- The Washington Times - Monday, March 10, 2003

Major phone companies Sprint, MCI and AT&T; are jacking up rates on some residential long-distance plans in a bid to recoup revenue lost to competition from cell phones, e-mail and regional phone companies.
Some rate increases took effect on March 1 while others will begin in April.
"[Phone companies] market share is decreasing, and their revenue is decreasing because of lower-priced carriers, e-mail and cell-phone plans" that offer free long-distance service, said Bill Hordekoff, chief executive of SaveOnPhone.com, a Web site promoting niche and low-priced phone carriers.
MCI on April 1 will raise rates on four state-to-state long-distance plans. Sprint on March 1 raised monthly charges on two calling plans, and said it was resetting account information for some members of a program that provided rebates on phone service. Members of the Sprint Sense Cash Back program who have not redeemed their rebates over the last 27 months will have their account balances set back to zero on April 1.
AT&T; raised the price of its One Rate long-distance plan from 9 cents to 10 cents per minute on March 1. Also, the company raised some rates for long-distance calls made within the same state.
MCI is a subsidiary of WorldCom Inc., which declared bankruptcy last year. Analysts said the parent company's struggles have led MCI to raise phone rates more than any other company in the past year. MCI's April rate increases follow others in December, January and February.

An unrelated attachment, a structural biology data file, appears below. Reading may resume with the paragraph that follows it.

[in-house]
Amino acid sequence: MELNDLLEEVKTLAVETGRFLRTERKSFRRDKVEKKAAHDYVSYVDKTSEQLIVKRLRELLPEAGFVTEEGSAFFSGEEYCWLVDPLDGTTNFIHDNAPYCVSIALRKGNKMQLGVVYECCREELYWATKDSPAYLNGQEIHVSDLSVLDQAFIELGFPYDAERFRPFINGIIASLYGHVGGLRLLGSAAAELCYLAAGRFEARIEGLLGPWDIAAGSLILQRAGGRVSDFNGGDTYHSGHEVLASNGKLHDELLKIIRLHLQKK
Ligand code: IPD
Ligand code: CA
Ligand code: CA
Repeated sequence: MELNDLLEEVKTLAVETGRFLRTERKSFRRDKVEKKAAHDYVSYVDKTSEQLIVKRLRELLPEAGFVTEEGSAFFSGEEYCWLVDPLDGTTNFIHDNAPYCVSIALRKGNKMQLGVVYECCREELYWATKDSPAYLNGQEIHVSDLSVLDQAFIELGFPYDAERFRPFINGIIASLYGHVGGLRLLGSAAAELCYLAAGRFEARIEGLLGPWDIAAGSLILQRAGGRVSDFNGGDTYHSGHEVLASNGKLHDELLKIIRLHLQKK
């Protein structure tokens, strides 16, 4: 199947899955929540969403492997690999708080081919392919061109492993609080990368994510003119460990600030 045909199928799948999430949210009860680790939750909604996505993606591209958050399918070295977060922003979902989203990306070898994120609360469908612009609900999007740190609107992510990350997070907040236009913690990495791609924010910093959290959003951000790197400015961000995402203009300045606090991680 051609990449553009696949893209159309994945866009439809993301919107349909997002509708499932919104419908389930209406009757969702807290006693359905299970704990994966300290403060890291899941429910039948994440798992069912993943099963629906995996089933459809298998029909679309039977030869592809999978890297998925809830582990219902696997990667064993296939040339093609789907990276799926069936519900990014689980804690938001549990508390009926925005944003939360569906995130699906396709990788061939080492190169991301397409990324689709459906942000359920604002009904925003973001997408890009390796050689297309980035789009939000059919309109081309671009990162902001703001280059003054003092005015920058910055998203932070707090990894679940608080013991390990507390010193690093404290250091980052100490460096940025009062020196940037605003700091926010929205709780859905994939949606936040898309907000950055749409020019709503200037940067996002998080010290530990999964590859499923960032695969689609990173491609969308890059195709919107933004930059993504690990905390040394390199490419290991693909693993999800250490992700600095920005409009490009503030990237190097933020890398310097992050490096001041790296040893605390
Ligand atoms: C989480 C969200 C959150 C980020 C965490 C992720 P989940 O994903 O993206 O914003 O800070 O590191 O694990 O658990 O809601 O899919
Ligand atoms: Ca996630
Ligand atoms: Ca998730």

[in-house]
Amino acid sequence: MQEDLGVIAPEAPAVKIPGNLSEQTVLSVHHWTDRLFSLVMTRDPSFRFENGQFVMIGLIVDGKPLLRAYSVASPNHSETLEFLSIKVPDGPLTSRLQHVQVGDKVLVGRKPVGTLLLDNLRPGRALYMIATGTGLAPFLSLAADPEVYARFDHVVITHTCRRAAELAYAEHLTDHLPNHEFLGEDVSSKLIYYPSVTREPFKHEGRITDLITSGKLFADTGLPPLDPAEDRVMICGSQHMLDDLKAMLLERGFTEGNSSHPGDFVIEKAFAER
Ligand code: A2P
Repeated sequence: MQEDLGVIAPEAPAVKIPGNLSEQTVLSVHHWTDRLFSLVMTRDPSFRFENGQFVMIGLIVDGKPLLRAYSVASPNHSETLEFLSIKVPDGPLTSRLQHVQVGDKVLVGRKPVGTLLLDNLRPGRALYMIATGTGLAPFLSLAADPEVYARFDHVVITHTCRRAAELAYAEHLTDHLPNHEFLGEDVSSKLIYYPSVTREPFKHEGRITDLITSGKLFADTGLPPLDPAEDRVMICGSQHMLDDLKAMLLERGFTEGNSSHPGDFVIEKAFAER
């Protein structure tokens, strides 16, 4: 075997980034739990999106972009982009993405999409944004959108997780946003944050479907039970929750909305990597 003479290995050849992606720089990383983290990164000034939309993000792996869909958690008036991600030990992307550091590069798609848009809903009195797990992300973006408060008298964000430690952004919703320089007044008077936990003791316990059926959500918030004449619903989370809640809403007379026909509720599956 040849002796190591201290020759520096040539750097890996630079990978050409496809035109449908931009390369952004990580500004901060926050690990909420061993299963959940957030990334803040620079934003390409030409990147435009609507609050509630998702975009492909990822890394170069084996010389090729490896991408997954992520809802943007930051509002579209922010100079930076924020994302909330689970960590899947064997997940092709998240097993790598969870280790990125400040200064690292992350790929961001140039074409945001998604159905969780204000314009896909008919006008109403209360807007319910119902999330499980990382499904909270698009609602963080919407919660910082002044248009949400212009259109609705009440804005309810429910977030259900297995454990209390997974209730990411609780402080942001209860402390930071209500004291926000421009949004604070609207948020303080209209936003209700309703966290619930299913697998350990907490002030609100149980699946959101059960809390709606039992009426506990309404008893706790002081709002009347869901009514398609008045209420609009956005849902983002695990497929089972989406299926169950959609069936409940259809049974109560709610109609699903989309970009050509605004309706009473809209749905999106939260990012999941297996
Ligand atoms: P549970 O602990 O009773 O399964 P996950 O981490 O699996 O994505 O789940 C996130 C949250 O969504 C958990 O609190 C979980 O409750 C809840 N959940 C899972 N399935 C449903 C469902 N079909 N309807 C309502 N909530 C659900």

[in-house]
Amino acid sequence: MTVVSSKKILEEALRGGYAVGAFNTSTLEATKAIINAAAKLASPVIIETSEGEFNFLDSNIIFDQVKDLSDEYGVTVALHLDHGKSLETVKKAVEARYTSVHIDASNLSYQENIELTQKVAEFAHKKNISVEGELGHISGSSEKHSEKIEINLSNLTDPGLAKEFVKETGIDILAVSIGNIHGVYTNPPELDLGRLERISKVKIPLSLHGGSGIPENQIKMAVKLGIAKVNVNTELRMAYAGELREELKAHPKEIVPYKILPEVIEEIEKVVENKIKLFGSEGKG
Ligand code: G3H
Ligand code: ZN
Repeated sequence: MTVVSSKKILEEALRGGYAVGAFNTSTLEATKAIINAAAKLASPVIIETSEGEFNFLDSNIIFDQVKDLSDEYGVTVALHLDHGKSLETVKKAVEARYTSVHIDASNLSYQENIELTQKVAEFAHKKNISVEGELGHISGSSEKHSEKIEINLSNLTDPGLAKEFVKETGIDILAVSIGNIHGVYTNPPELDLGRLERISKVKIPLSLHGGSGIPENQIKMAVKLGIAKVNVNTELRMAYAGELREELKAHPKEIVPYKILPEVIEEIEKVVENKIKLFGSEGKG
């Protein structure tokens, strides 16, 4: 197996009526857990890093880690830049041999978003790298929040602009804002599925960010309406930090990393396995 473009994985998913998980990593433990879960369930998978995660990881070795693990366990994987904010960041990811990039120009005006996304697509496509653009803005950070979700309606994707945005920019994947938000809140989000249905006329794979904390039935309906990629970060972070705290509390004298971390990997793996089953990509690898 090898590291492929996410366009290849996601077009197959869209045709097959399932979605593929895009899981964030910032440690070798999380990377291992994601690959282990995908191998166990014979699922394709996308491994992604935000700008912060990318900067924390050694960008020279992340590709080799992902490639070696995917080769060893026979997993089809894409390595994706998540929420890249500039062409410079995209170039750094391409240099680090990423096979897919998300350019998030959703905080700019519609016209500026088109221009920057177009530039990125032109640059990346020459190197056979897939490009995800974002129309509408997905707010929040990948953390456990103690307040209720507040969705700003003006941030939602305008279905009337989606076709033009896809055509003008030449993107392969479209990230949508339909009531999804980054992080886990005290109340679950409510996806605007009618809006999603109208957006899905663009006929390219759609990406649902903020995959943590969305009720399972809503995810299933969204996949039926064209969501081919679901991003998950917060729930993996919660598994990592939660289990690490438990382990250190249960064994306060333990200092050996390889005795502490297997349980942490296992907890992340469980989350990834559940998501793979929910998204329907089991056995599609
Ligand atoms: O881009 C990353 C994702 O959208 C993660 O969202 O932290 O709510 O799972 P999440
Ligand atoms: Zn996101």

This latest round of rate increases by AT&T; follows a January increase in charges for collect calls and calls made with calling cards.AT&T; also raised the monthly rate for its 7-cents-per-minute plan in January.
Phone companies defended the rate increases, and said the majority of subscribers would not pay more for long-distance service.
"We always are evaluating our plans to see that our fixed costs are being recovered," said Sprint spokeswoman Leslie Letts. "None of the rate increases affect any of our lead calling plans."
It was not clear how many customers would be affected by the rate increases; companies declined to provide subscribership information on specific plans. AT&T; has about 50 million residential long-distance subscribers, MCI has about 18 million and Sprint has about 10 million.
Observers of phone companies said major long-distance providers are facing stiff competition from several fronts and have to raise rates to compensate for lost revenue.
"Pricing pressures will likely continue due to increased competition, as we see telecom firms crossing each others' territories and Baby Bells entering long-distance markets," said Todd Rosenbluth, a telecom analyst with Standard and Poor's.
Companies see another competitive threat from smaller providers entering the marketplace.
ZoneLD, Pioneer Telephone and Isterra can offer long-distance service for less than 5 cents per minute, with low monthly fees, mainly because they spend little on marketing.
Ms. Letts, of Sprint, said long-distance service no longer is profitable on its own and now is being marketed as part of packages including wireless and Internet services.
"We really don't see long-distance as a stand-alone product anymore," Ms. Letts said.

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